Osteopathy’s potential in China
Making a whole country discover new perceptions of medicine, and an alternative one (without medication) is not an easy thing. It might seem even more difficult when the target of this approach is a country with a thousand-year-old culture, worshiping well-being and natural medicine, which has already developed an entire culture of traditional medicine and spread all over the world.
Even though certain branches of Chinese Traditional Medicine (CTM) became the custom, as relaxation and breath exercises and sports, other branches have more difficulties becoming part of our culture, sometimes considered as marginal, or not reliable. Here comes acupuncture and the Chinese pharmacopeia, which are not accepted by all.
The West, not considering all the forms of CTM as being justifiable or reliable, introducing our own body medicine may appear to seem impossible, because it could be potentially perceived as a copy of Chinese’s Massage, and then, illegitimate.
Osteopathy, a Western curiosity…
While the massage, following the example of physiotherapy, is going to work on the body and the muscles to calm them, Osteopathy has a different purpose. Instead of thwarting the symptoms (pain, blocking) as does the CTM, osteopathy affects directly the causes. It is not about immediate research of well-being, contrary to the massage.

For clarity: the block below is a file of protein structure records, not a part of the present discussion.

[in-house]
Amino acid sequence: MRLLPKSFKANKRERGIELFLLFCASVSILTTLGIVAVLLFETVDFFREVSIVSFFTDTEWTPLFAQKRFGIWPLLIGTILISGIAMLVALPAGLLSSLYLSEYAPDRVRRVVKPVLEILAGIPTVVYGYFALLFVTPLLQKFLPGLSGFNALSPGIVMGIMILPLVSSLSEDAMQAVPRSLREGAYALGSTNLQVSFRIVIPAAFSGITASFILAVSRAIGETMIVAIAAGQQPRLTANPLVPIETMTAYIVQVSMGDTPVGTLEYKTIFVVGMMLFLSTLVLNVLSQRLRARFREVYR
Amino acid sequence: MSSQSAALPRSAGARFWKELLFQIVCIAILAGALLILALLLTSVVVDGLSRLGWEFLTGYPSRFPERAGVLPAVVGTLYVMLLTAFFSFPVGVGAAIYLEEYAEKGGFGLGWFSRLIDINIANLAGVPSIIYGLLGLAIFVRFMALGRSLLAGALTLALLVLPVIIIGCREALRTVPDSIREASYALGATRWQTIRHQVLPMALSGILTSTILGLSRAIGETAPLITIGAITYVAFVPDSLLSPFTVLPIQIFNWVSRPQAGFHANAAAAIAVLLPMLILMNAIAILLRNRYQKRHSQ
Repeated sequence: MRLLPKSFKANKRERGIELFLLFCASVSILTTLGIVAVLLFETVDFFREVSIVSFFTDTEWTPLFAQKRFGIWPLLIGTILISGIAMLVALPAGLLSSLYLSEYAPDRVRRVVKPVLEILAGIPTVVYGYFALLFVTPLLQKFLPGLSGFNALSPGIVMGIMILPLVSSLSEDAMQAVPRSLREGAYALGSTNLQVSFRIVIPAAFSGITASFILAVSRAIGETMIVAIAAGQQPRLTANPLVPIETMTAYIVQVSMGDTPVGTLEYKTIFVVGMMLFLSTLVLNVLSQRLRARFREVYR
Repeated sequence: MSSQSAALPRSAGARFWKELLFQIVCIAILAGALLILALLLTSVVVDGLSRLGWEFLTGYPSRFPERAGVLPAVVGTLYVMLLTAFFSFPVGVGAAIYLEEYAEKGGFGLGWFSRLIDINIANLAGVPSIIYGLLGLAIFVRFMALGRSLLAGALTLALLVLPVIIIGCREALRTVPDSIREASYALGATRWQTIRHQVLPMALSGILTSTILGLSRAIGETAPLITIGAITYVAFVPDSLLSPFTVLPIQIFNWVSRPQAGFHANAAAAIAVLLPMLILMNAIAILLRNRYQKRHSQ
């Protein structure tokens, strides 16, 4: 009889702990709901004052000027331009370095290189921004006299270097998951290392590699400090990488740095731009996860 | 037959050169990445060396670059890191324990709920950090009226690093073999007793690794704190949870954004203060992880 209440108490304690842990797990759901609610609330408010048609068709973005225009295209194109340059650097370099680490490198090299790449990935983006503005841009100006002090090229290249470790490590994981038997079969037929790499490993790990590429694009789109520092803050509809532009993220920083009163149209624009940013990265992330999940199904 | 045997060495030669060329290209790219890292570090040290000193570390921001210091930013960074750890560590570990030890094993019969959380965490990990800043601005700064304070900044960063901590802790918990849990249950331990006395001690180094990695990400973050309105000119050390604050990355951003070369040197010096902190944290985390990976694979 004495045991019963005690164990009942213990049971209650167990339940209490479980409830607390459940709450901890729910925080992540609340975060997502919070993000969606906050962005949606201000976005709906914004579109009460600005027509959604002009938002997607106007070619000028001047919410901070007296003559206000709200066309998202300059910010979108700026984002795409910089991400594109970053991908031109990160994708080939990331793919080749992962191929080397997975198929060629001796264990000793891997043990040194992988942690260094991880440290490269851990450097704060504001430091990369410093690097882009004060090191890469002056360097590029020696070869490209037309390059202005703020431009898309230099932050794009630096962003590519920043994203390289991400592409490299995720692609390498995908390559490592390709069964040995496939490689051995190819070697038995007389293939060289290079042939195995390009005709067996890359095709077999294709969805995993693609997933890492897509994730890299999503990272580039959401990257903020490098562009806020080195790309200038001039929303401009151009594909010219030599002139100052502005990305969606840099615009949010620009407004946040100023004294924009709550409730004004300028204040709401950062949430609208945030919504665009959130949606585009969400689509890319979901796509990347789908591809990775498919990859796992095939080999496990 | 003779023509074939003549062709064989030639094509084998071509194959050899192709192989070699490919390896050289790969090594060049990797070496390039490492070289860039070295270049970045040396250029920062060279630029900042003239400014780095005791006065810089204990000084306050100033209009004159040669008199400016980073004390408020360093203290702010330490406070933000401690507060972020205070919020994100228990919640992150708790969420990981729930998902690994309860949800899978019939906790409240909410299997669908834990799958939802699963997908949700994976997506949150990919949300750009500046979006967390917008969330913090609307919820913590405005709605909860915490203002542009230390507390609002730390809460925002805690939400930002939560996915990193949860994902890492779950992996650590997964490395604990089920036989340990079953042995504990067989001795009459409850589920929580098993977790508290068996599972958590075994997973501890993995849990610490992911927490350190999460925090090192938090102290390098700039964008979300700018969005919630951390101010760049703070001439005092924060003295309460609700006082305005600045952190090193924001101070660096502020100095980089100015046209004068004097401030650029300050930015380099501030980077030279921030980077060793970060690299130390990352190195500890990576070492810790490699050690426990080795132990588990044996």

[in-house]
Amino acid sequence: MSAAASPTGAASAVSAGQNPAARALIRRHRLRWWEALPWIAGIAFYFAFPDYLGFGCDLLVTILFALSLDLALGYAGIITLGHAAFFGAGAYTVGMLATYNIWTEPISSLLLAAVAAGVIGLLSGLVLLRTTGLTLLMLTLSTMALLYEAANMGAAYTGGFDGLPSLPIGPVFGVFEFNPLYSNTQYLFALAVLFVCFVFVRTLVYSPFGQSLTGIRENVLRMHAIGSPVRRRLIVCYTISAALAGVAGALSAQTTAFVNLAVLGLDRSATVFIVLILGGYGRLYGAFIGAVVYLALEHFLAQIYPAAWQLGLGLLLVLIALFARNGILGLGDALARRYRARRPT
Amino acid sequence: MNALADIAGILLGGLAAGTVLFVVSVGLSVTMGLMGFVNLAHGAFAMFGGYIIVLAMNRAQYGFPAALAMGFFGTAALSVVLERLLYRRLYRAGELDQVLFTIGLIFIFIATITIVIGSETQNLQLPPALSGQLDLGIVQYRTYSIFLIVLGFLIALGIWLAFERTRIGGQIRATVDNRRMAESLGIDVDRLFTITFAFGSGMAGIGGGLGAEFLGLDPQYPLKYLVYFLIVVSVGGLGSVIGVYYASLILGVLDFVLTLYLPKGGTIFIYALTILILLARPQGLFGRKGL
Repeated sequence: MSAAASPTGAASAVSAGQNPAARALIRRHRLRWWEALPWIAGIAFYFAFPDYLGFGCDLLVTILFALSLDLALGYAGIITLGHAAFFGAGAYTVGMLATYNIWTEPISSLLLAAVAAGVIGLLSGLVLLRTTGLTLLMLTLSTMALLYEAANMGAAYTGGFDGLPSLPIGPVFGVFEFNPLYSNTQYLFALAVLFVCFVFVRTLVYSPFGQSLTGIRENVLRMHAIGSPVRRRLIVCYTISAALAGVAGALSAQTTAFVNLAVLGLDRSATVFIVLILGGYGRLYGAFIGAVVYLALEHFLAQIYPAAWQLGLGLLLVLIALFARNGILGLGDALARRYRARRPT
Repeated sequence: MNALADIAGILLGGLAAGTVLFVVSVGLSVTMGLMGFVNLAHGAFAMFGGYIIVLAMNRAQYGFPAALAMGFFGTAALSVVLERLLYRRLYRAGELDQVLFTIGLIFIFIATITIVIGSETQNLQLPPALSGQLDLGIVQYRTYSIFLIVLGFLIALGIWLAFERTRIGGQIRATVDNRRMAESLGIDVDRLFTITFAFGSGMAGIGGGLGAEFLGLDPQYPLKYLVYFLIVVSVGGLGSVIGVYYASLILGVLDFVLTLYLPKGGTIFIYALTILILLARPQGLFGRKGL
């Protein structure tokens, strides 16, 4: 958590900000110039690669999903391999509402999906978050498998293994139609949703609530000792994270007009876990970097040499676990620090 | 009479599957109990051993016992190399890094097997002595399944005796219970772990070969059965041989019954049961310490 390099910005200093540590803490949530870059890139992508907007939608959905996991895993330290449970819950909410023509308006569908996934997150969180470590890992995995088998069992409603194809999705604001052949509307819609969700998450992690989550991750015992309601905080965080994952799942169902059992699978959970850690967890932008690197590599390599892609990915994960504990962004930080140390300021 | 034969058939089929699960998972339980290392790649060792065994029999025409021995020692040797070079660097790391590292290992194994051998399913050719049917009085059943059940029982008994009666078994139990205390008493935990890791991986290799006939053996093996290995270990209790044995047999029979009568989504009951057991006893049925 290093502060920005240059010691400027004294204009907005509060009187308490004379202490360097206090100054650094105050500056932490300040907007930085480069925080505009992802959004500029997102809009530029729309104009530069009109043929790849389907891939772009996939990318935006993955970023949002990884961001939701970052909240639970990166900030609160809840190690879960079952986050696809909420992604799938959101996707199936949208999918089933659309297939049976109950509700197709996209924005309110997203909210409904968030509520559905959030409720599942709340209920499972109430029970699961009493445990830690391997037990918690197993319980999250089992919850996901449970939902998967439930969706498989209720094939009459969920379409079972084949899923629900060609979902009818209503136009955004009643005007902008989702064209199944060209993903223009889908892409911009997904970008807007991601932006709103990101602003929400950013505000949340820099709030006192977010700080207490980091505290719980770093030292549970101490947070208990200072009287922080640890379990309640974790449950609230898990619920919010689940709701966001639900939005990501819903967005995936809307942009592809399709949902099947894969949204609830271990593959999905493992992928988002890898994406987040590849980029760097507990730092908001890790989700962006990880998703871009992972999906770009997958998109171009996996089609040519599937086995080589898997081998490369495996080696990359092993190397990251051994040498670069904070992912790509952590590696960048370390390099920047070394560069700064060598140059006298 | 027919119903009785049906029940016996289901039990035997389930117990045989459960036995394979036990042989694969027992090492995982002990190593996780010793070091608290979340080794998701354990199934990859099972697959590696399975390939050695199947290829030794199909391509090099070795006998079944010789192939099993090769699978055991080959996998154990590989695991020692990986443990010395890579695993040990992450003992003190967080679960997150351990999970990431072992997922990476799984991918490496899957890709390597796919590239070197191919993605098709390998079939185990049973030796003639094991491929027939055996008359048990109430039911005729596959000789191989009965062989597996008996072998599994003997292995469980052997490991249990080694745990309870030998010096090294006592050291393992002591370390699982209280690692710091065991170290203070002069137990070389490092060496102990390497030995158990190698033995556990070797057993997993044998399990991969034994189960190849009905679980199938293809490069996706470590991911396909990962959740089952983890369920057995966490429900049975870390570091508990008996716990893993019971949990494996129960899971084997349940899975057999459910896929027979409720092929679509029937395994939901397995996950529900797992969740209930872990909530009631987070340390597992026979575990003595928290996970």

Furthermore, osteopathy is not only a medicine of action and reaction. For a Chinese, it is improbable to visit a Doctor (or assimilated) when everything is going well because custom is to go there when bad has been done, sickness or hurt. The CTM can actually detect diseases and disorders before they happen, but do not prevent them. And this is where the cultural difference, this western extravagance, is felt.
…based on Chinese traditional experiences.
In spite of what we could think, at first sight, we have to admit that the Chinese culture can find numerous common bases with Osteopathy.
First of all, this is alternative medicine and focalized on the body, basing itself on central points of the body, comparable to the vital points which regulate the “Qi”, the vital and spiritual energy of the CTM. The relationship between the Doctor and the patient, due to this special approach of the body, will be more intimate and personal.
Osteopathy is, following the example of acupuncture, a will of balance (such as the Yin and the Yang) between pain and happiness: a potentially painful practice to chase away the pain and be able to enjoy well-being. Some branches of osteopathy, such as Biokinergy, push the link to CTM even further by being a real by-product of Chinese Acupuncture, the doctor replacing the needles with his own fingers, easing the unpleasant experience.
Osteopathy possesses a big potential for intrigue in China. The use of Chinese bases, mixed with the culture and the western experience will know how to instigate the curiosity of the young people (intended to be more and more numerous with the softening of the one-child policy) while reassuring the older and more traditionalist people on its benefits.